A common installation error we see that can occur on all models using our air ride (excluding Softails) is the air shocks being installed incorrectly which leads to a rolled air spring. As a result, the shocks may ride poorly and/or leak a slight amount of air.
To determine if you have a rolled air spring(s), you will need to compare the length of each air spring (rubber portion) of the shock when fully inflated. If the length of one air spring, is shorter than the other, the shorter spring is the rolled one:
Although not as frequent, both air springs may become rolled. If this occurs, you can take a measurement of the damper body that is exposed below the air spring. To determine if the air spring is seated properly, you should have a measurement of about 3" from the bottom of the air spring to the bottom of the damper when fully inflated:
If the measurement is about 4", then the spring is rolled and this is incorrect:
What leads to air springs becoming rolled, is riding the bike in the fully lowered/deflated position (which we don't recommend), or installing the shocks while they are in their fully extended position while deflated, and then applying air to the shocks before lowering the jack, sitting the weight of the bike on the rear tire and compressing the shocks. The correct way to install the air shocks, is once they are mounted on the bike, lower the jack until the weight of the bike is resting fully on the rear tire with the shocks deflated and fully compressed before applying air.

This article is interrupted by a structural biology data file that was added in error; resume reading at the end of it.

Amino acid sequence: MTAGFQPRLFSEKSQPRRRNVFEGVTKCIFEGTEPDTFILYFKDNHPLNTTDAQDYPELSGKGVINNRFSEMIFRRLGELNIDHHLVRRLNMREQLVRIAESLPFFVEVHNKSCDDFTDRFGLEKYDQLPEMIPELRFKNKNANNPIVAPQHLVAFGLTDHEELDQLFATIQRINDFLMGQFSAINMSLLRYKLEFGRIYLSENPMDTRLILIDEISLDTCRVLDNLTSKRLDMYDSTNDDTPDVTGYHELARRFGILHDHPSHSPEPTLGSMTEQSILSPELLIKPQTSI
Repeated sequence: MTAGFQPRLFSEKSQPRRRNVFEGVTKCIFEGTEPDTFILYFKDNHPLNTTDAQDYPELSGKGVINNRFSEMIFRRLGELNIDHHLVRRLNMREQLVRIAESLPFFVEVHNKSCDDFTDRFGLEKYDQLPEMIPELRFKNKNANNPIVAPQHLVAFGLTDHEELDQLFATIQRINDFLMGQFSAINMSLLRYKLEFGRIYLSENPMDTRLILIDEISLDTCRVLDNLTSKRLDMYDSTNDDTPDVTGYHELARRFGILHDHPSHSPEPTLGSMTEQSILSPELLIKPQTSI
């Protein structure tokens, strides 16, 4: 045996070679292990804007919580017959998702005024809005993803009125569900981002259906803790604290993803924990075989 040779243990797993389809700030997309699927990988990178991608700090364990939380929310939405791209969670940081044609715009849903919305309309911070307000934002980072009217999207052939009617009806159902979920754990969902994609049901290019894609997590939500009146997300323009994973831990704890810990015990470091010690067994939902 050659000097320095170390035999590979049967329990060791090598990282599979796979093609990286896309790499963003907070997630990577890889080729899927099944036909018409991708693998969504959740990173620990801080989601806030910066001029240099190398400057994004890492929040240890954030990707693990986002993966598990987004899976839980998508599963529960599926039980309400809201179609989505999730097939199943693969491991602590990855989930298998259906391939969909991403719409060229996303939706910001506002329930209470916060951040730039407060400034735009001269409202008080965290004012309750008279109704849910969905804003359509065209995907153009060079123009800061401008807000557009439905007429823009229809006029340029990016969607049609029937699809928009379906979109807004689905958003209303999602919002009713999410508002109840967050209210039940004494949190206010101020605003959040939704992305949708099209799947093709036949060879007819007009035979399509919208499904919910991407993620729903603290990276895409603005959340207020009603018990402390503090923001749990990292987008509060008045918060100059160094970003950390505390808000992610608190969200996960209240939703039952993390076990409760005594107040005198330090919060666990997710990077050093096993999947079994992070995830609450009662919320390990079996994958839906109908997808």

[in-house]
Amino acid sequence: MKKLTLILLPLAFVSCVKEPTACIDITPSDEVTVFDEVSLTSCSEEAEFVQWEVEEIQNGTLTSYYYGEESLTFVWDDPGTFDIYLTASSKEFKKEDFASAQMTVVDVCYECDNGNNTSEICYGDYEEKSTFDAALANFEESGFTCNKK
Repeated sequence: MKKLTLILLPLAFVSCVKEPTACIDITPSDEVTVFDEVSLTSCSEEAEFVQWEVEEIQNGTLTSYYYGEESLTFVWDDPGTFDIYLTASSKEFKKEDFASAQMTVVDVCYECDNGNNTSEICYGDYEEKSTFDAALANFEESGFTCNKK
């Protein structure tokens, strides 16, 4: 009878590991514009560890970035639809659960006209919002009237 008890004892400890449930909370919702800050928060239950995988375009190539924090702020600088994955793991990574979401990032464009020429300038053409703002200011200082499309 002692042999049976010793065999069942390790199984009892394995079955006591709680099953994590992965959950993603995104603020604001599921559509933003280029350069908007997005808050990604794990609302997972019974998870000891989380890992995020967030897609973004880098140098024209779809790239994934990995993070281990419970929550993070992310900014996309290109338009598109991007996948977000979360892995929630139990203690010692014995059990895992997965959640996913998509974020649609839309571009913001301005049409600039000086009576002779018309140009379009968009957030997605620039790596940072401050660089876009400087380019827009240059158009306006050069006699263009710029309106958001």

What happens when air is applied to the shocks while they're fully extended and deflated is the aluminum cup can get hung up on the top of the damper body which results in the cup not properly seating around the damper body:
This causes a poor ride because the overall air volume of the air spring is reduced, which gives the feeling of a much firmer ride with harsh rebound characteristics.
If you do determine one or both of your air springs have become rolled, it is a relatively simple solution to fix. You will need to let all air out of the shocks, and then attempt to reseat the aluminum cup by hand. Re-apply air to the shocks while the weight of the bike is on the rear tire, and this should reseat the aluminum cup and fix the issue. If the air springs are still rolled, you may need to release all air from the shocks, jack the rear tire up off the ground, then lower the jack and place the rear tire back on the ground, ensuring the shocks are fully compressed and deflated, and re-apply air to the shocks once the weight of the bike is back on the rear wheel in an attempt to reseat the aluminum cup.
Feel free to email firstname.lastname@example.org with any questions!